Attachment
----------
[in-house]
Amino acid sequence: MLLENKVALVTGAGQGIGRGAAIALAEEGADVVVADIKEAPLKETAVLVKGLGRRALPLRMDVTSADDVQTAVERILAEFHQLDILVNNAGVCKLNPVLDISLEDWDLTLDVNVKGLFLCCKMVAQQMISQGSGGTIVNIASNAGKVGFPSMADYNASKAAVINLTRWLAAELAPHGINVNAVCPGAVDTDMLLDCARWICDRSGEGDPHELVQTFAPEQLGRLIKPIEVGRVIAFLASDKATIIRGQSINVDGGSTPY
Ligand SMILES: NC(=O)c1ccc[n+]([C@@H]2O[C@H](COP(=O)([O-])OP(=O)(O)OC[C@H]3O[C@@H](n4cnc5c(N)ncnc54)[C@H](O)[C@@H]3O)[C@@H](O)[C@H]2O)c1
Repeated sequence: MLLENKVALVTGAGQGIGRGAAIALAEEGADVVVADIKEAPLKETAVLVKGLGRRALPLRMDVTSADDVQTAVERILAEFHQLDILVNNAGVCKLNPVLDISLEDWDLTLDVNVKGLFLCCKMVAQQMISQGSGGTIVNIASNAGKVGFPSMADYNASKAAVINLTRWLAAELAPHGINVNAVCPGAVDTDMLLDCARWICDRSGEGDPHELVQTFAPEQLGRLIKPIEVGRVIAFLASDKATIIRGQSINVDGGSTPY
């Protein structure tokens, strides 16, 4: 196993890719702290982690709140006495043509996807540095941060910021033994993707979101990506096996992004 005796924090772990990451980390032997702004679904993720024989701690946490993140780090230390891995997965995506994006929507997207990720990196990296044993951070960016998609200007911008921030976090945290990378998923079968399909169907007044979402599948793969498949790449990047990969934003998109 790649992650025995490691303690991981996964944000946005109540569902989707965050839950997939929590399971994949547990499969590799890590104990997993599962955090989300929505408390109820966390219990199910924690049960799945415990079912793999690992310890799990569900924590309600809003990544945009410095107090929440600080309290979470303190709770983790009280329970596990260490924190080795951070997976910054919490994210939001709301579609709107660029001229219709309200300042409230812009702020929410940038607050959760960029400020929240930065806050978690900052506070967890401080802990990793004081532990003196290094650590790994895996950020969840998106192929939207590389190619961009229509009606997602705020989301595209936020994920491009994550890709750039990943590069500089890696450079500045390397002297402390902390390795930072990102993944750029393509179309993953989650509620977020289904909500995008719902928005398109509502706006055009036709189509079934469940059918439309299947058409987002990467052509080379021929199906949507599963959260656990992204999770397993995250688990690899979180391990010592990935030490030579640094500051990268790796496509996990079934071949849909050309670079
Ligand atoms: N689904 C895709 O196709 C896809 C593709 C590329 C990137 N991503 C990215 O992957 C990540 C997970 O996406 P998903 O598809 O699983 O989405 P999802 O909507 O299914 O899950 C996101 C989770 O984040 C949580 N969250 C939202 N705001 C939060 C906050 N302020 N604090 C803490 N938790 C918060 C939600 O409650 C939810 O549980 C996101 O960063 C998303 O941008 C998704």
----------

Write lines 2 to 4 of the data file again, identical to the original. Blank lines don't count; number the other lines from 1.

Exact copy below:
Amino acid sequence: MLLENKVALVTGAGQGIGRGAAIALAEEGADVVVADIKEAPLKETAVLVKGLGRRALPLRMDVTSADDVQTAVERILAEFHQLDILVNNAGVCKLNPVLDISLEDWDLTLDVNVKGLFLCCKMVAQQMISQGSGGTIVNIASNAGKVGFPSMADYNASKAAVINLTRWLAAELAPHGINVNAVCPGAVDTDMLLDCARWICDRSGEGDPHELVQTFAPEQLGRLIKPIEVGRVIAFLASDKATIIRGQSINVDGGSTPY
Ligand SMILES: NC(=O)c1ccc[n+]([C@@H]2O[C@H](COP(=O)([O-])OP(=O)(O)OC[C@H]3O[C@@H](n4cnc5c(N)ncnc54)[C@H](O)[C@@H]3O)[C@@H](O)[C@H]2O)c1
Repeated sequence: MLLENKVALVTGAGQGIGRGAAIALAEEGADVVVADIKEAPLKETAVLVKGLGRRALPLRMDVTSADDVQTAVERILAEFHQLDILVNNAGVCKLNPVLDISLEDWDLTLDVNVKGLFLCCKMVAQQMISQGSGGTIVNIASNAGKVGFPSMADYNASKAAVINLTRWLAAELAPHGINVNAVCPGAVDTDMLLDCARWICDRSGEGDPHELVQTFAPEQLGRLIKPIEVGRVIAFLASDKATIIRGQSINVDGGSTPY